The Chinese Crested

    Chinese Crested lure coursing

    The origin of the Chinese Crested has many theories, myths or legends and is still obscure in pinpointing the breed’s exact origin. It is generally accepted that hairless dogs similar in stature and type are documented in Africa, South and Central America, as well as China dating to the early 12th and 13th centuries.

    For many people, the first impression of a Chinese Crested is how much it looks like a little pony. A Toy dog with a mane (crest), tail (plume), and feathering on its feet (socks) describes the Hairless. Most people are surprised to learn there is a fully coated Chinese Crested variety called a Powderpuff. Both varieties are elegant and graceful, and structurally are the same dog except for the coat.

    They are quite an active, athletic breed, and can entertain themselves playing with toys, but can also be “cat-like” and enjoy sitting in high places like the back of a couch or the arm of a chair. Cresteds are the ultimate comforter dog and many people with chronic pain conditions rely on Cresteds to improve daily life. A Crested wants nothing more than to be as close to its owner as possible—they love laps and sharing food, yet are easily trained to not be obnoxious about begging.

    Chinese Crested sitting in the field

    The activity level of a Crested is medium to high, but they do enjoy quiet times with their family and can be a great apartment dog. Naturally, a dog that bonds so closely with the person in their life can excel with the challenge of Obedience, Agility, Flyball, Lure Coursing, and other activities—a loving team working together is their idea of a great time. The breed is well-suited to being Therapy or Service Dogs and enjoy visiting with residents or patients in hospitals and nursing homes. Some Cresteds have a great sense of humor and enjoy playing whatever games you can create. Conformation shows can be a fun family activity (children can compete in Junior Showmanship), and the Canine Good Citizenship program can lead to a CGC title, as well as teaching your pet to be a good citizen.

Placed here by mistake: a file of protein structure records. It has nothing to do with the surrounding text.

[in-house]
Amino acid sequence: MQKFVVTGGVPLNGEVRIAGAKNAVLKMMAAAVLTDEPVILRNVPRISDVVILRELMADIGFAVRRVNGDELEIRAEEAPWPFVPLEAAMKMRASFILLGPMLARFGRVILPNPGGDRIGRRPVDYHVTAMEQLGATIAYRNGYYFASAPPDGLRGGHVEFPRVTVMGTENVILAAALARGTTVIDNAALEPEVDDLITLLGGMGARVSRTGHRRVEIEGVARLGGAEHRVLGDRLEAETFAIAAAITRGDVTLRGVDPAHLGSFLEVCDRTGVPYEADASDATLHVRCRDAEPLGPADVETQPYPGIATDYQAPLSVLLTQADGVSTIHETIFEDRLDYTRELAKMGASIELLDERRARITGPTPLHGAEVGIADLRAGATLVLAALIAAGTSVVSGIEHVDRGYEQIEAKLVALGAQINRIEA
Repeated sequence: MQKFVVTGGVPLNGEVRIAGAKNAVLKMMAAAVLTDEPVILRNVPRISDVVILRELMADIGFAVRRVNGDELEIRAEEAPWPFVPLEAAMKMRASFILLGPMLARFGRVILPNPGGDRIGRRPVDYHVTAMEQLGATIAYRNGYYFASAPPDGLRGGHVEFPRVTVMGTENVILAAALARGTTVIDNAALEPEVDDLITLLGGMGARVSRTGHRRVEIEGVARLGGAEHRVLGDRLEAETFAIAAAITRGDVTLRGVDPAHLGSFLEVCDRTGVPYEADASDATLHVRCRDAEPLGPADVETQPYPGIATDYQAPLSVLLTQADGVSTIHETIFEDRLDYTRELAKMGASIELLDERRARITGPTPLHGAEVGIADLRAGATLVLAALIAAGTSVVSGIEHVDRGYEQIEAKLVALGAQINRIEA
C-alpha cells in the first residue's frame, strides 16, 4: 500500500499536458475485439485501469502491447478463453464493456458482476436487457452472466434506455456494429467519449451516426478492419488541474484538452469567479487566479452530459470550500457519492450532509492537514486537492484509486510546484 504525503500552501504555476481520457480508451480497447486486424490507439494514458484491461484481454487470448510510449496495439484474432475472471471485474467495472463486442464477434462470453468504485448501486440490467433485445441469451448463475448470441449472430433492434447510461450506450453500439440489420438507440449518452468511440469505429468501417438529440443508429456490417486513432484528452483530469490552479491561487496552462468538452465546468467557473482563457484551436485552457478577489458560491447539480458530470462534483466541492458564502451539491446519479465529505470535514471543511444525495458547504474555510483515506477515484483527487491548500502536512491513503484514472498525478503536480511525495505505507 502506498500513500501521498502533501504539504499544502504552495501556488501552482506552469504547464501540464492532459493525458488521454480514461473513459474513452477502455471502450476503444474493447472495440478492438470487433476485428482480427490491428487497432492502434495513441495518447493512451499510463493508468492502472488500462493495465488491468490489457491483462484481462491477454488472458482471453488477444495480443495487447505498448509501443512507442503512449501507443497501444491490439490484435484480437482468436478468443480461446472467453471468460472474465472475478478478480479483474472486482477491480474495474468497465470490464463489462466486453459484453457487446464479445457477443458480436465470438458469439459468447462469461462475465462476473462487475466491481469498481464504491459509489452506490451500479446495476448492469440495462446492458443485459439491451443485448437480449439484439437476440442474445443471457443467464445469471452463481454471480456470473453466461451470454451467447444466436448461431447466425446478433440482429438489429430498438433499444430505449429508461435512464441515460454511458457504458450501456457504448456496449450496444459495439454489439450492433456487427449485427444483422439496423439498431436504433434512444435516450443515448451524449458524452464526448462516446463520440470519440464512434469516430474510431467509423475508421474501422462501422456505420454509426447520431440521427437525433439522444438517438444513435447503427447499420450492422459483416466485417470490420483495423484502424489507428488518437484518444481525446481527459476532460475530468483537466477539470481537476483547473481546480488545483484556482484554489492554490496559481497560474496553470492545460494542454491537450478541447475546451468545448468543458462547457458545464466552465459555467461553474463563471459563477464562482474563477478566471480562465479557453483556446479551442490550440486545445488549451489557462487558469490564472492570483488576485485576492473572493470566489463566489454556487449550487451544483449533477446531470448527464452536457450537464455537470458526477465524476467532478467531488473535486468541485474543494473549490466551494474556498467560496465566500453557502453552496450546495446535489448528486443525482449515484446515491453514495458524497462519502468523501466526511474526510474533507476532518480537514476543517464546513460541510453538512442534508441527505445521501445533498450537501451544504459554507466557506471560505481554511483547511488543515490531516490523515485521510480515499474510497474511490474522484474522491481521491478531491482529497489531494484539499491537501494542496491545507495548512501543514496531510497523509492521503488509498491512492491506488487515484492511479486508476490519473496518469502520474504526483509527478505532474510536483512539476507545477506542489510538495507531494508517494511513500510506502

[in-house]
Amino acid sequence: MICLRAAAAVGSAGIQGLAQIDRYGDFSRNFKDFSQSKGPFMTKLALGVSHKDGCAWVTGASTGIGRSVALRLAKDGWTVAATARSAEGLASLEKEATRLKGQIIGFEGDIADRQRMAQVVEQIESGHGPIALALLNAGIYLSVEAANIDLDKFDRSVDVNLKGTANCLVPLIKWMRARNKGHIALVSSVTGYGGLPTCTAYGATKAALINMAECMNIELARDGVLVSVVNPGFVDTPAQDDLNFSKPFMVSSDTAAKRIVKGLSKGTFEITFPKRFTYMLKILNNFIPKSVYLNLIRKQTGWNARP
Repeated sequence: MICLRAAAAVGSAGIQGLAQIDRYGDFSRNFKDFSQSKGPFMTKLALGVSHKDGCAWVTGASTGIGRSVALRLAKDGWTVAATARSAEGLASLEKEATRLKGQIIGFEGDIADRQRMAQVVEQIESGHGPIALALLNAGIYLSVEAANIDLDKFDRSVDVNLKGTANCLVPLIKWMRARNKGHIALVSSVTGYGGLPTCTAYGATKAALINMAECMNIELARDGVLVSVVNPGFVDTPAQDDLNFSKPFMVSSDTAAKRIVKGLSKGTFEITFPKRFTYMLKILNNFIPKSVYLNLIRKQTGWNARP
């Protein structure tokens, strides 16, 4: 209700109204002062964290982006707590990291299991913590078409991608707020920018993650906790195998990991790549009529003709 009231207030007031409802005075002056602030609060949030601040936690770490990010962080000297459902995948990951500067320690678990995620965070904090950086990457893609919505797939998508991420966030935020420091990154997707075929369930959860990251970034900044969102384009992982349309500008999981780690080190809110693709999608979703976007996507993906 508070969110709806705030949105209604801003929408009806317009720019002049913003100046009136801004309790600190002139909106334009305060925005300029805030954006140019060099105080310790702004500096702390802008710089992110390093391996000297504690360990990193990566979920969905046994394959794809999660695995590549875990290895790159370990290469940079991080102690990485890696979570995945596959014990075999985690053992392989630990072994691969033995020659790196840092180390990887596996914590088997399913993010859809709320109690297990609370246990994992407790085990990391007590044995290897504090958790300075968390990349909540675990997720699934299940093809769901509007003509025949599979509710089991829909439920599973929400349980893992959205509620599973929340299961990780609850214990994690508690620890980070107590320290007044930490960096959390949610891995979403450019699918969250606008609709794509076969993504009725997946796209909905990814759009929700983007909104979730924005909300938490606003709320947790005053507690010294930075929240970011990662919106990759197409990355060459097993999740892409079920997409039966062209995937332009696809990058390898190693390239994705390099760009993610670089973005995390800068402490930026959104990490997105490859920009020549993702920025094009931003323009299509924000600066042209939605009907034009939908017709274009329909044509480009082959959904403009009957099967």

The activity level of a Crested is medium to high, but they do enjoy quiet times with their family and can be a great apartment dog.

    The Hairless should have a weekly bath and protection from extremes in weather conditions—sun and cold. Powderpuffs require more frequent brushing and care of their coat.

    Chinese Crested jumping over an obstacle

    The American Chinese Crested Club participates in the Canine Health Information Center (CHIC) program with the Orthopedic Foundation for Animals (OFA) and the AKC Canine Health Foundation (AKC CHF). Currently, the recommendations for breeders to screen and test their breeding stock for disorders are noted on the OFA website. The Chinese Crested is a rather long-lived breed, living well into their teens is expected.

    There are several options when choosing a Chinese Crested; they come in the two coat varieties and size can be variable. In the Hairless, varying degrees of body hair are evident, from little to no body hair to a fine covering of hair over most of the body. The hair on either variety is soft and silky in texture. The Breed Standard calls for any color or combination of colors, as well as ideal size from eleven to thirteen inches in height. You will find the Hairless skin will tan with exposure to sun and will fade in winter. The Powderpuff coats often change color throughout their lives.

    Chinese Cresteds may not be the breed for everyone, but those who decide to share their home with a Crested will find a loving and loyal companion as their reward.

    American Chinese Crested Club

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